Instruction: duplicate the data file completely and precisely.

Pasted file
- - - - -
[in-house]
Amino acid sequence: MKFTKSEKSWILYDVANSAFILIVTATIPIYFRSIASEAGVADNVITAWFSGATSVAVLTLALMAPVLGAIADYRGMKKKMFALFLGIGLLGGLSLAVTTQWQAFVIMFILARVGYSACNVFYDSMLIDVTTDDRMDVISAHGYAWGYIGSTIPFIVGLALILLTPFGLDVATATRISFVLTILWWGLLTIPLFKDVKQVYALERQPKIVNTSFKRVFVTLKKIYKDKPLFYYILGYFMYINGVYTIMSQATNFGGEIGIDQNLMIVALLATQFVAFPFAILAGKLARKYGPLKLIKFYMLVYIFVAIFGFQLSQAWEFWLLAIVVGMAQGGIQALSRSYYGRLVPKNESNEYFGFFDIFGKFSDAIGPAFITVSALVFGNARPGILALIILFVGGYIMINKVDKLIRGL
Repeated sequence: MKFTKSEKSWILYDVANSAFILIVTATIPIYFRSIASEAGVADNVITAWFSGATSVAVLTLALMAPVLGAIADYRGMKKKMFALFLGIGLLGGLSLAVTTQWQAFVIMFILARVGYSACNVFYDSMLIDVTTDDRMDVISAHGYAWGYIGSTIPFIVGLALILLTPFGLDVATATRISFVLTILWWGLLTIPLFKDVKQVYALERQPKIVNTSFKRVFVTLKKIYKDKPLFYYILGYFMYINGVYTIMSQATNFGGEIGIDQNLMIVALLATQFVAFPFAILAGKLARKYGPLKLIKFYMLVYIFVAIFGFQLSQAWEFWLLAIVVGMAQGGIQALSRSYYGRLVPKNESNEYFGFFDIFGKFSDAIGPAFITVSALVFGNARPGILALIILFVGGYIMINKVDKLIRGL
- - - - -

[in-house]
Amino acid sequence: MKFTKSEKSWILYDVANSAFILIVTATIPIYFRSIASEAGVADNVITAWFSGATSVAVLTLALMAPVLGAIADYRGMKKKMFALFLGIGLLGGLSLAVTTQWQAFVIMFILARVGYSACNVFYDSMLIDVTTDDRMDVISAHGYAWGYIGSTIPFIVGLALILLTPFGLDVATATRISFVLTILWWGLLTIPLFKDVKQVYALERQPKIVNTSFKRVFVTLKKIYKDKPLFYYILGYFMYINGVYTIMSQATNFGGEIGIDQNLMIVALLATQFVAFPFAILAGKLARKYGPLKLIKFYMLVYIFVAIFGFQLSQAWEFWLLAIVVGMAQGGIQALSRSYYGRLVPKNESNEYFGFFDIFGKFSDAIGPAFITVSALVFGNARPGILALIILFVGGYIMINKVDKLIRGL
Repeated sequence: MKFTKSEKSWILYDVANSAFILIVTATIPIYFRSIASEAGVADNVITAWFSGATSVAVLTLALMAPVLGAIADYRGMKKKMFALFLGIGLLGGLSLAVTTQWQAFVIMFILARVGYSACNVFYDSMLIDVTTDDRMDVISAHGYAWGYIGSTIPFIVGLALILLTPFGLDVATATRISFVLTILWWGLLTIPLFKDVKQVYALERQPKIVNTSFKRVFVTLKKIYKDKPLFYYILGYFMYINGVYTIMSQATNFGGEIGIDQNLMIVALLATQFVAFPFAILAGKLARKYGPLKLIKFYMLVYIFVAIFGFQLSQAWEFWLLAIVVGMAQGGIQALSRSYYGRLVPKNESNEYFGFFDIFGKFSDAIGPAFITVSALVFGNARPGILALIILFVGGYIMINKVDKLIRGL